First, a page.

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Illinois Urban Watershed Action Plan Will Address Water Quality Issues with NRCS Help

Flooding in September 2007 along the Fox River just south of East Dundee. (Photo courtesy National Weather Service, Chicago, Ill., Weather Forecast Office)

Flooding in September 2007 along the Fox River just south of East Dundee. (Photo courtesy National Weather Service, Chicago, Ill., Weather Forecast Office)

Over the past few decades, water quality in the Jelkes Creek–Fox River watershed in northern Illinois has diminished greatly.

That’s why USDA’s Natural Resources Conservation Service collaborated with the Kane-DuPage Soil & Water Conservation District and Illinois Environmental Protection Agency in 2011 on a watershed planning process with residents, environmental groups and other stakeholders. Read more »

Alaskan Forest Floors Sprout Array of Interesting Mushrooms

Fly agaric / Amanita muscaria (Copyright Steven A. Trudell; reprinted with permission)

Fly agaric / Amanita muscaria (Copyright Steven A. Trudell; reprinted with permission)

The fly agaric (Amanita muscaria) sits on the forest floor in Alaska as if it is waiting to be cast in an Alice in Wonderland movie.

Its recognizable bright red cap dotted with white warts belies their toxic nature. Although the effects vary, experts warn against eating them. In Alaska, fly agaric is generally found around birch or spruce trees and loves the northwest environment. Read more »

Revolving Loan Funds Support Maine’s Rural Small Businesses

Susan M. Corbett owns and operates Axiom Technologies, a telecommunications company headquartered in Machias, Maine. Axiom was able to expand and purchase its own building with funding support through USDA. USDA photos.

Susan M. Corbett owns and operates Axiom Technologies, a telecommunications company headquartered in Machias, Maine. Axiom was able to expand and purchase its own building with funding support through USDA. USDA photos.

Earlier this month, Revolving Loan Fund partners representing 13 Maine Intermediaries and 8 Microenterprise Development Organizations gathered at the USDA State Office in Bangor to listen to and share ideas for investing in rural Maine businesses. This meeting was one of dozens of Revolving Loan Fund Roundtables taking place around the country to assist USDA’s Intermediary Relending Program (IRP) and Rural Microentrepreneur Assistance Program (RMAP) providers share Best Practices and challenges encountered in financing business projects in rural areas. In Maine, there is approximately $9.3 million in existing revolving loan funds for credit-worthy businesses seeking capital. Read more »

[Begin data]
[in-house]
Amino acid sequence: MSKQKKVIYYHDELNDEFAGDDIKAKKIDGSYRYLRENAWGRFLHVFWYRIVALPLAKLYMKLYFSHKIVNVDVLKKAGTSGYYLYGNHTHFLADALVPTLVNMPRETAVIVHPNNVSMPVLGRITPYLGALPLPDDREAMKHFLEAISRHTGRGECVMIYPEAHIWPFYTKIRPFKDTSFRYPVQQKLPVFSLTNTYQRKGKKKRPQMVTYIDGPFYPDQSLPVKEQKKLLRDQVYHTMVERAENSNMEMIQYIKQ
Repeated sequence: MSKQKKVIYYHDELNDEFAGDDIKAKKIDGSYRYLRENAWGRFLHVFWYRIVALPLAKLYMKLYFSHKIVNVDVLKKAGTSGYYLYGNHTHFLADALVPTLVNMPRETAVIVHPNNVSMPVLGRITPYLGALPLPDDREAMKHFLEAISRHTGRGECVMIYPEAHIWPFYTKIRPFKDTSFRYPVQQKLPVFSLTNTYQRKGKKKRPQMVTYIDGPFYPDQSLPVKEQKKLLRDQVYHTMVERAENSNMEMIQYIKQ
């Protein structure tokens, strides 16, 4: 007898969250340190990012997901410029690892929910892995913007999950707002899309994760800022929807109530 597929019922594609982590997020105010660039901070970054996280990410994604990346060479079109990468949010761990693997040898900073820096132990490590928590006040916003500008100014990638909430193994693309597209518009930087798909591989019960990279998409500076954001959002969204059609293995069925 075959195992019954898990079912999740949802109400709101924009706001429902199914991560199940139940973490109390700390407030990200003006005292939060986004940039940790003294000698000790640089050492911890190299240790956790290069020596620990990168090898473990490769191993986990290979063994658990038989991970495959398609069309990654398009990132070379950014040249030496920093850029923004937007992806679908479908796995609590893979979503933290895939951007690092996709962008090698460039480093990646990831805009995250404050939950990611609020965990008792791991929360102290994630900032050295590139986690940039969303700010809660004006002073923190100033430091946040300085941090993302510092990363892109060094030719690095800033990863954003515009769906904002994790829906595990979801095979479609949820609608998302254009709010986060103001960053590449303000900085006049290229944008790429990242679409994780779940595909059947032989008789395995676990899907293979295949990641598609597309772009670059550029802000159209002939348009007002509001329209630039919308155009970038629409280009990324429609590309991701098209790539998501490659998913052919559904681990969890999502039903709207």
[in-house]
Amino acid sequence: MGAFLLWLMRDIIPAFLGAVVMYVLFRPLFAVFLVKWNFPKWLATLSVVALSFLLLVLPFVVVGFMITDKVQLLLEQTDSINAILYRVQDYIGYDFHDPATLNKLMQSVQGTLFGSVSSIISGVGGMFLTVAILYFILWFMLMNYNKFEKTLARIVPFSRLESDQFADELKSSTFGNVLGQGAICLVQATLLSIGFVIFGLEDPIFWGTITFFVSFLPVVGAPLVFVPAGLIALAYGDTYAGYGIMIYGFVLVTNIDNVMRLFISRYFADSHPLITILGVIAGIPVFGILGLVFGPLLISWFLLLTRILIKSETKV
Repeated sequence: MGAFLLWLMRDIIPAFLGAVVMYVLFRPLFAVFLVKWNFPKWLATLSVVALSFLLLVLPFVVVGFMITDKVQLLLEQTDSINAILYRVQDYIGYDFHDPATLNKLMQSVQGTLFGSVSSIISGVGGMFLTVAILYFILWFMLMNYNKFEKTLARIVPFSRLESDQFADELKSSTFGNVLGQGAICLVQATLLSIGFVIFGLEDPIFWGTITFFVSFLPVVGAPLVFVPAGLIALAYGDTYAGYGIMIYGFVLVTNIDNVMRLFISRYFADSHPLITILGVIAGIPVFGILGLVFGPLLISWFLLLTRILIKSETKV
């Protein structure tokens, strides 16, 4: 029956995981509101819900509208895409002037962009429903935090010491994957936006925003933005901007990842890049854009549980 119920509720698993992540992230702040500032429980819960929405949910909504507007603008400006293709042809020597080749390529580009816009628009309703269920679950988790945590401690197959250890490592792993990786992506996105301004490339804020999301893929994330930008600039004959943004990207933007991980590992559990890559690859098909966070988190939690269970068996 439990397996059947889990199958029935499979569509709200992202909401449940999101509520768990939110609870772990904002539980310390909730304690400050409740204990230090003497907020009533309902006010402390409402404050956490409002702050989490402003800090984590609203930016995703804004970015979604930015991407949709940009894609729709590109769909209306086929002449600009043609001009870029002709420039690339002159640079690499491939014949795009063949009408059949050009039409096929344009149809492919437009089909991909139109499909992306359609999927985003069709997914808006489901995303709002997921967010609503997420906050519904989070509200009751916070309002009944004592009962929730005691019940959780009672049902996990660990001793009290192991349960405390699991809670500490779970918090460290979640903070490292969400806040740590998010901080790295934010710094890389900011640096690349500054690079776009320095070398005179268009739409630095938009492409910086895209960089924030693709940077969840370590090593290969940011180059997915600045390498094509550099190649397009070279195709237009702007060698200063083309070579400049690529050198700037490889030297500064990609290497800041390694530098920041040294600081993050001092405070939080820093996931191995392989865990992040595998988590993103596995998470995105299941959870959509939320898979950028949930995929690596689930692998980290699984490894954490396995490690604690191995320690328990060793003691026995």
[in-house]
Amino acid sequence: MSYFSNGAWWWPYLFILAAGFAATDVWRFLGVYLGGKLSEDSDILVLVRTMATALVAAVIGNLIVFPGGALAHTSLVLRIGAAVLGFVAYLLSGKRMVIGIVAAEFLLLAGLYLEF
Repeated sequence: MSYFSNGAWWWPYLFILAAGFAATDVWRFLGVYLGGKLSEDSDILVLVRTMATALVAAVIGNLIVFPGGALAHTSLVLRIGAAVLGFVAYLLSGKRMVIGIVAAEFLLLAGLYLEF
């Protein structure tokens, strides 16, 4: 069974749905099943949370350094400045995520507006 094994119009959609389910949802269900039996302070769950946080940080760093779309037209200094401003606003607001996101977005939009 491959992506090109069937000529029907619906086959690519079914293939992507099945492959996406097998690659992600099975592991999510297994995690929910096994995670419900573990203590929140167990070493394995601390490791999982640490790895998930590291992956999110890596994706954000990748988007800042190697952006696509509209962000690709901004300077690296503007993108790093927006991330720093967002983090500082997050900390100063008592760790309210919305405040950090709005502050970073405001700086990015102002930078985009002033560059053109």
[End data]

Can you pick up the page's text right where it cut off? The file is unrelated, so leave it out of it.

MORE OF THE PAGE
Bringing Ag Data to Life through Satellite Imagery

Rick Mueller, Spatial Analysis Research Section Head, National Agricultural Statistics Service

Rick Mueller, Spatial Analysis Research Section Head, National Agricultural Statistics Service

This post is part of the Science Tuesday feature series on the USDA blog. Check back each week as we showcase stories and news from USDA’s rich science and research portfolio.

2013 is the International Year of Statistics. As part of this global event, every month this year USDA’s National Agricultural Statistics Service will profile careers of individuals who are making significant contributions to improve agricultural statistics in the United States.

While most of the National Agricultural Statistics Service (NASS) statisticians studied mathematics, economics or agriculture in school, my career path started in a completely different place. I came to NASS in the 1990s as an IT specialist to help the agency evolve its use of geospatial technology and contribute to the remote sensing acreage estimation program. And so, while most of the agency staff learned about agriculture by visiting fields, my knowledge of this intricate subject came from studying and analyzing satellite imagery. Read more »

Feral Swine: Ripping and Rooting Their Way across America

Feral swine are not native to the United States. They are a cross between feral domestic swine introduced by Spanish explorers in the 1500s and the Eurasian boar. (Dana Johnson, USDA-APHIS)

Feral swine are not native to the United States. They are a cross between feral domestic swine introduced by Spanish explorers in the 1500s and the Eurasian boar. (Dana Johnson, USDA-APHIS)

Feral swine have been called the “rototillers” of nature. Their longs snouts and tusks allow them to rip and root their way across America in search of food.  Unfortunately, the path they leave behind impacts ranchers, farmers, land managers, conservationists, and suburbanites alike. April, Invasive Plant Pest and Disease Awareness Month, is a great time to learn about this serious threat to both plant and animal health. Read more »

Using Data to Change The World One Goat at a Time

Goats are an important part of the solution to global food security. USDA-ARS Photo. Taken by Heather Huson.

Goats are an important part of the solution to global food security. USDA-ARS Photo. Taken by Heather Huson.

This post is part of the Science Tuesday feature series on the USDA blog. Check back each week as we showcase stories and news from USDA’s rich science and research portfolio.

USDA scientist Tad Sonstegard’s comparison of the World Food Programme’s “Hunger Map” to the Food and Agriculture Organization’s goat census statistics, reveals that 90 percent of all goats in the world are located in main ‘hunger zones’ of Sub-Saharan Africa and South Asia.   What’s the connection?  Goats are a common animal of the poorest people, and they are an important part of the solution to global food security.   They are fairly low maintenance and easy to raise and farm. Read more »